One day after the fire that partially destroyed the iconic Notre-Dame Cathedral in Paris, we are left to look back at the night of unfolding devastation, and forward at plans to renovate and restore the structure back to its former glory. The 856-year-old structure, which has survived riots, wars, and revolutions, sustained major damage as fire destroyed its central spire, 66% of its roof, and parts of its vaulted interior. Despite the alarming images and videos of the Gothic masterpiece ablaze, it appears that the main structure, and much of the interior, has escaped destruction.
While a full investigation into the cause of the fire will likely take some time, new details continue to emerge on the course of the blaze, and initiatives from the public and private sector to fund the cathedral’s restoration. Below, we recap the timeline that unfolded on the evening of April 15th, before detailing the plans to recover a building emblematic of the history of its city and country.
What Happened? (All Times Are Local to Paris)
Monday, April 15th
6:20 PM: The first fire alarm was triggered at Notre-Dame, with subsequent checks finding no fire. Speaking to France Inter radio station, the cathedral’s rector Msgr. Patrick Chauvet said that the timber roof is checked three times per day by fire monitors.
6:43 PM: A second fire alarm is triggered, and fire is discovered in the roof’s timber framework. In the meantime, mass evacuations take place. The cause of the fire is yet to be determined, with investigators believing it was an accident. 50 French police officers will work on the case.
7:40 PM: The blaze spreads throughout the roof, engulfing the 93-meter-tall spire.
7:53 PM: The cathedral’s spire collapses, as French President Macron travels to the scene.
8:07 PM: The entire roof of the cathedral is engulfed, as evacuations begin across the island on which the cathedral sits.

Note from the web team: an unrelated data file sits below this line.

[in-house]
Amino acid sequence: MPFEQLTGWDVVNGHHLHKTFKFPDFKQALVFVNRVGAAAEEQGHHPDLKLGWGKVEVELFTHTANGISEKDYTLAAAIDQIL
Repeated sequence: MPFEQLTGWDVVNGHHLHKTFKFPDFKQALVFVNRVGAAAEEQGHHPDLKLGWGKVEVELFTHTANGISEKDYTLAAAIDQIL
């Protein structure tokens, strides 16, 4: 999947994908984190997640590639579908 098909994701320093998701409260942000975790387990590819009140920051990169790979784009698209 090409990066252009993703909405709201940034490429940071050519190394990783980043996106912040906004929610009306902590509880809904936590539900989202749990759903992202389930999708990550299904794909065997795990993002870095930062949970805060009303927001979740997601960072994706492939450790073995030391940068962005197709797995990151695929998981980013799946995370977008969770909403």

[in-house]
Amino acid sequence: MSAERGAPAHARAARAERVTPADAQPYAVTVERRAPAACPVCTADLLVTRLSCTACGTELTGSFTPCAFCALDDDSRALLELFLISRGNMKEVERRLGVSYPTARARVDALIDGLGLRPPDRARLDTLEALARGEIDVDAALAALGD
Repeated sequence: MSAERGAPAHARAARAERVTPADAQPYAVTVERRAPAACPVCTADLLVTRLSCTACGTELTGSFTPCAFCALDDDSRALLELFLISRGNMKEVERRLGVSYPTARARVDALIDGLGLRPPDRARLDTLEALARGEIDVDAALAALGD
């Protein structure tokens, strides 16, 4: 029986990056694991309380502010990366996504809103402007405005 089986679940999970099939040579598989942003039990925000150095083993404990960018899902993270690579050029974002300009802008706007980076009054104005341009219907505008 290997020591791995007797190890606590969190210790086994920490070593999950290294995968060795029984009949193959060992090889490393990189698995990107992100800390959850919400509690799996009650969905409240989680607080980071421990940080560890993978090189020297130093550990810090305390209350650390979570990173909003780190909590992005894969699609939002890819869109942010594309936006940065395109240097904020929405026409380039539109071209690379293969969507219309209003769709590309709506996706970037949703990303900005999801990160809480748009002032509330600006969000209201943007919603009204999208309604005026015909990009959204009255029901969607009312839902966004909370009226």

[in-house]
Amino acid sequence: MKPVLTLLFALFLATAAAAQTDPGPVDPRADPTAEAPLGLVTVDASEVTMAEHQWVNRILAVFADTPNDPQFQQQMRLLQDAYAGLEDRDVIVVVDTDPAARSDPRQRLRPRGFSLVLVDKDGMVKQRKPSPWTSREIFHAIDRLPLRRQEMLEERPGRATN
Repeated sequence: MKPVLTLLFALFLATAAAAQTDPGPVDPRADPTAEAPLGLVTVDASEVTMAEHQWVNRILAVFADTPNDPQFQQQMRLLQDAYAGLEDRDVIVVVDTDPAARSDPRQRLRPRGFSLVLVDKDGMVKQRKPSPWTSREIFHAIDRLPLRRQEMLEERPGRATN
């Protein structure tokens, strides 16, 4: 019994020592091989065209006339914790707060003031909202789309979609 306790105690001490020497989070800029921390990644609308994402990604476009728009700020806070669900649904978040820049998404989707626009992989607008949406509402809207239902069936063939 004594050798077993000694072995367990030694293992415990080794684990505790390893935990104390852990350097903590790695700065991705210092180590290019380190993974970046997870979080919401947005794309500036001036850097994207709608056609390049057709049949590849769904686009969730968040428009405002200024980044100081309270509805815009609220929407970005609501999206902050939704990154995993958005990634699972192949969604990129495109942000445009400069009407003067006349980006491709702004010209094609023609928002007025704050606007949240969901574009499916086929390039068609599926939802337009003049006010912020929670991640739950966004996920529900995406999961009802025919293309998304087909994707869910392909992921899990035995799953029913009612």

8:30 PM: The fire spreads to the church’s rectangular North tower, with fears that the South tower is also at risk. Firefighters move inside the cathedral. There are reports that the cathedral’s three medieval rose windows are destroyed, but this is later corrected.
Tuesday, April 16th
6:00 AM: Checks on the cathedral’s structure begin
10:00 AM: The fire is fully extinguished, 15 hours after it began.
What Happens Next?
With the fire extinguished, attention is now turning to the future of the Gothic landmark. French President Emmanual Macron has vowed to reconstruct the building, while two French business magnates, with portfolios including Gucci, Yves Saint Laurent, and Louis Vuitton, have pledged a total of $340 million. The Mayor of Paris, Anne Hidalgo, has pledged to lead fundraising efforts, while European Council President Donald Tusk has called on EU member states to consider financial backing. As the cathedral lies within a UNESCO World Heritage Site, the organization has also pledged support for the cathedral’s restoration. In total, $455 million has been dedicated to the project.
Attention will also turn to the recovery and assessment of precious artwork within the cathedral. Large paintings inside the cathedral are believed to have sustained smoke damage, though are largely intact, according to The Guardian. The paintings are likely to be removed and transferred to the Louvre on Friday. Among the artifacts confirmed to be safe are linen fabrics associated with St. Louis, and the crown of thorns. By a twist of good fortune, the $180 million restoration works underway meant that some of the cathedral’s artwork had been removed last week, including 16 copper statues.
One day after the fire, there are still many details yet to emerge. While the first photos show the interior of the building to be in better condition than expected, the condition of many artworks is still unknown. Flames threatened the cathedral’s three stained glass rose windows, and three organs, the conditions of which are also yet to be confirmed.
In the meantime, we are left to rue the devastation of another globally-renowned architectural landmark. Where the National Museum of Brazil fire led to the immense loss of South American history and the Glasgow School of Art fire led to the loss of an unrivaled example of Art Nouveau, the fire at Notre-Dame Cathedral strikes at the core of Parisian spirit. Plundered during the French Revolution, immortalized in Victor Hugo’s “Hunchback of Notre-Dame,” and triumphantly ringing its bells to inform the city of the end of the Second World War, the cathedral has stood alongside Paris through its greatest and darkest moments. Though devastating, yesterday’s 15-hour fire will not be the final chapter in this 856-year-old story.
For almost a millennium, Notre-Dame Cathedral has stood proudly on Paris' central Île de la Cité, a symbol of the city's history, culture, and romanticism. On Monday, April 15th, 2019, thousands who lined the banks of the Seine and millions more across the world watched on in a mixture of disbelief, heartbreak, and helplessness as the Gothic masterpiece burned before their eyes.